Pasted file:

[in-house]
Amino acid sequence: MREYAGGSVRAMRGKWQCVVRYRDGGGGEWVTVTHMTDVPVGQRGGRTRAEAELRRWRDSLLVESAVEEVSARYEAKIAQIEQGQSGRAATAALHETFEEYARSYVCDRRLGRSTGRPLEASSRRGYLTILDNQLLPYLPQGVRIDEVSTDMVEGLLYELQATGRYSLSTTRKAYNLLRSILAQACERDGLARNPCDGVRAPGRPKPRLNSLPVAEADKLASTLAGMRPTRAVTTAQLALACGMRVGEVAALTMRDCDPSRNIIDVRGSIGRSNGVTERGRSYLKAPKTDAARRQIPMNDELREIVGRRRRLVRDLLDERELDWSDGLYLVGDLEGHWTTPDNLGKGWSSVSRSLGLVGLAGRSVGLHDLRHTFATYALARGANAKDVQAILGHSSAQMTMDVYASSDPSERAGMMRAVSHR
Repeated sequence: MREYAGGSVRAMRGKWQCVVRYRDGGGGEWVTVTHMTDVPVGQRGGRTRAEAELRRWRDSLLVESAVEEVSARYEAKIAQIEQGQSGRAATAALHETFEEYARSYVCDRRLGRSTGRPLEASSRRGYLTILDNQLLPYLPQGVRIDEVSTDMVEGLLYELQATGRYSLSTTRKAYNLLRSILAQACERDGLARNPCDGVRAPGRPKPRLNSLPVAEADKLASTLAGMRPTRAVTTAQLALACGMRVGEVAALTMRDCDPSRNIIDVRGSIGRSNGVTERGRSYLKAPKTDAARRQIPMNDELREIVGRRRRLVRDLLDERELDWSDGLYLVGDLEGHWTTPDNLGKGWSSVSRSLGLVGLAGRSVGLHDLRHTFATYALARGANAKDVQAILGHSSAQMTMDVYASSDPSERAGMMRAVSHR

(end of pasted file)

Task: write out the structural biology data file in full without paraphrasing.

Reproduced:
[in-house]
Amino acid sequence: MREYAGGSVRAMRGKWQCVVRYRDGGGGEWVTVTHMTDVPVGQRGGRTRAEAELRRWRDSLLVESAVEEVSARYEAKIAQIEQGQSGRAATAALHETFEEYARSYVCDRRLGRSTGRPLEASSRRGYLTILDNQLLPYLPQGVRIDEVSTDMVEGLLYELQATGRYSLSTTRKAYNLLRSILAQACERDGLARNPCDGVRAPGRPKPRLNSLPVAEADKLASTLAGMRPTRAVTTAQLALACGMRVGEVAALTMRDCDPSRNIIDVRGSIGRSNGVTERGRSYLKAPKTDAARRQIPMNDELREIVGRRRRLVRDLLDERELDWSDGLYLVGDLEGHWTTPDNLGKGWSSVSRSLGLVGLAGRSVGLHDLRHTFATYALARGANAKDVQAILGHSSAQMTMDVYASSDPSERAGMMRAVSHR
Repeated sequence: MREYAGGSVRAMRGKWQCVVRYRDGGGGEWVTVTHMTDVPVGQRGGRTRAEAELRRWRDSLLVESAVEEVSARYEAKIAQIEQGQSGRAATAALHETFEEYARSYVCDRRLGRSTGRPLEASSRRGYLTILDNQLLPYLPQGVRIDEVSTDMVEGLLYELQATGRYSLSTTRKAYNLLRSILAQACERDGLARNPCDGVRAPGRPKPRLNSLPVAEADKLASTLAGMRPTRAVTTAQLALACGMRVGEVAALTMRDCDPSRNIIDVRGSIGRSNGVTERGRSYLKAPKTDAARRQIPMNDELREIVGRRRRLVRDLLDERELDWSDGLYLVGDLEGHWTTPDNLGKGWSSVSRSLGLVGLAGRSVGLHDLRHTFATYALARGANAKDVQAILGHSSAQMTMDVYASSDPSERAGMMRAVSHR